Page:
Archive for May, 2014

Affordable housing programs are intended to provide good homes to low wage earners; instead, they provide government handouts to developers. Russ Wetherill, May 31, 2014 If there’s one thing I can’t stand… [full-disclosure: there’s actually a lot of things I tolerate, but don’t really like very much, like stop lights – what are those good for? Sure they prevent accidents, and save lives, but I probably waste an hour a week just sitting there fish-eyeing the people in the next car for signs of instability.] … but one thing that irks me more than most is phony compassion for the poor. The poor aren’t particularly wealthy, and thus generally not a very good source of revenue. In an ordinary universe,…[READ MORE]

The US foreclosure crisis contributed to the nation's jump in suicides, independent of other economic factors associated with the Great Recession. People form attachments to many things, and these attachments are the source of most suffering. I recently lost a $300 laser distance finder I use to play golf; I was so upset that I couldn't concentrate on my game for a few holes, but I got over it and accepted my loss. I was attached to that item, and losing it caused me to suffer. We've all experienced the grief of losing something we value, but the suffering caused by these attachments can sometimes be extreme. Ownership is a primal form of attachment, and becoming attached to your shelter…[READ MORE]

The housing recovery benefits the top 1% who have the cash and the credit to complete the sale. The other 99% continue to struggle. The rich get richer, or so they say. It's the rich who have the cash for a down payment and the good credit to qualify for a mortgage, so the one segment of the housing market seeing the most activity is the top 1%. For everyone else, the housing recovery is something they only read about in the financial media, but it doesn't really impact them. With the current political and financial regime in place, the 1% benefit the most. Federal reserve policy provides cheap debt to inflate asset values, and since the 1% owns most…[READ MORE]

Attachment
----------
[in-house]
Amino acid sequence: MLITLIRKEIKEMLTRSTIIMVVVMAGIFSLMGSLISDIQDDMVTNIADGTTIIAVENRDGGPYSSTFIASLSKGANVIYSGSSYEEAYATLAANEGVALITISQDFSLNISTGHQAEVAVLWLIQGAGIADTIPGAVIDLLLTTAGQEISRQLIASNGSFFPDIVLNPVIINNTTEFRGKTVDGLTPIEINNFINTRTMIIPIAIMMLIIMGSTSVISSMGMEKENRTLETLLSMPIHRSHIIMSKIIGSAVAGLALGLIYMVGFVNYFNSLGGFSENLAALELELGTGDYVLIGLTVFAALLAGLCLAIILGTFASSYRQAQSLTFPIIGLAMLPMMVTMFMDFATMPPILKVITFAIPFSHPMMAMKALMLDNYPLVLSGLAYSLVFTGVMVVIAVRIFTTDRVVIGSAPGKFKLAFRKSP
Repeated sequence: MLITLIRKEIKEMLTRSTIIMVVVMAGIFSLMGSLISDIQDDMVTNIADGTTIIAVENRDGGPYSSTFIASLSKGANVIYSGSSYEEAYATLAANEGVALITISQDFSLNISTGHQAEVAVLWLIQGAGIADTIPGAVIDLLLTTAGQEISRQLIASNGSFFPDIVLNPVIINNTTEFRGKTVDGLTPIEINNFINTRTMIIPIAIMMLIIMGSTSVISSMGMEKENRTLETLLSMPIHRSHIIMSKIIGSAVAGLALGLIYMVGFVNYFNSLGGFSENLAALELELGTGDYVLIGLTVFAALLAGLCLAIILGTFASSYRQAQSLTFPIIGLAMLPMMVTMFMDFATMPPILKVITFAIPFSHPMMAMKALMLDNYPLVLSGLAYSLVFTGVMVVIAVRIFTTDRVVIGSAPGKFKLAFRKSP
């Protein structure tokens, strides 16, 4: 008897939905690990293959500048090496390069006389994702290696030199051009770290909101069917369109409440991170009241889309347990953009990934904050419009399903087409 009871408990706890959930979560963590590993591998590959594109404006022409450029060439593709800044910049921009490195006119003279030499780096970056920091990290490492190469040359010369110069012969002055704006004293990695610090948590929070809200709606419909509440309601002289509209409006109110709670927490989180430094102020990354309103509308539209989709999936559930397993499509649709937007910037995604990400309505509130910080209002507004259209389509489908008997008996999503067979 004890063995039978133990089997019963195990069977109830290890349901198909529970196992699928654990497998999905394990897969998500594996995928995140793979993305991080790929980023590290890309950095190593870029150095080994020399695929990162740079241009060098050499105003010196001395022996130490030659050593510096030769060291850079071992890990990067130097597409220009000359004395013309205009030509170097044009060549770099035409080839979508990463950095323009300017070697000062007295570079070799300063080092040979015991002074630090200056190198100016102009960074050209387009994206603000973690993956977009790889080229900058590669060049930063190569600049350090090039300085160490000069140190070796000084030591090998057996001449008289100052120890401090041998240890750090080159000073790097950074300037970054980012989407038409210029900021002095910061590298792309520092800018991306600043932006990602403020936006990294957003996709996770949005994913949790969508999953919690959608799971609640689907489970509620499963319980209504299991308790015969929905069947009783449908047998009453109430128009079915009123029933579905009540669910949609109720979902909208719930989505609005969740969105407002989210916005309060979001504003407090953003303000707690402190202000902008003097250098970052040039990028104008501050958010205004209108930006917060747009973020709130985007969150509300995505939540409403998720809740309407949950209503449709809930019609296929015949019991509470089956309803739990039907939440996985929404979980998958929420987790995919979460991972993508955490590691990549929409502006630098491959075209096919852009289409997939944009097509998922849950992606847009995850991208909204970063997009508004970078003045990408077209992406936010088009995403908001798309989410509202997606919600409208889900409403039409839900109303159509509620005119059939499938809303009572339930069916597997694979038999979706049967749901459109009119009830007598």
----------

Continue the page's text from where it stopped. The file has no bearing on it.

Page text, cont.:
Large real estate investors in California reject higher prices and stagnant rents and dramatically slow their purchases over the last 18 months. Sales are slow across the country, but particularly in California, because prices are too high. When prices were low enough that investors could obtain a sufficient yield, they bought them; in fact, they bought a great many of them, so many that they absorbed all the available inventory and drove prices up to the point that they no longer make sense on a cashflow basis. The theory was the owner-occupants would step up, pay higher prices, and sustain the market momentum. It hasn't worked out that way. In the past, whenever affordability became a problem, lenders would come…[READ MORE]

Negative equity is making ordinary homeowners into speculators in the options market, each betting on the continued reflation of the old housing bubble. An option contract provides the contract holder the option to force the contract writer to either buy or sell a particular asset at a given price. A typical option contract has an expiration date, and if the contract holder does not exercise their contract rights by a given date, they lose their contractual right to do so. An option giving the holder the right to buy is a “call” option, and the option giving the holder the right to sell is a “put” option. The writer of an options contract is typically paid a fee or a…[READ MORE]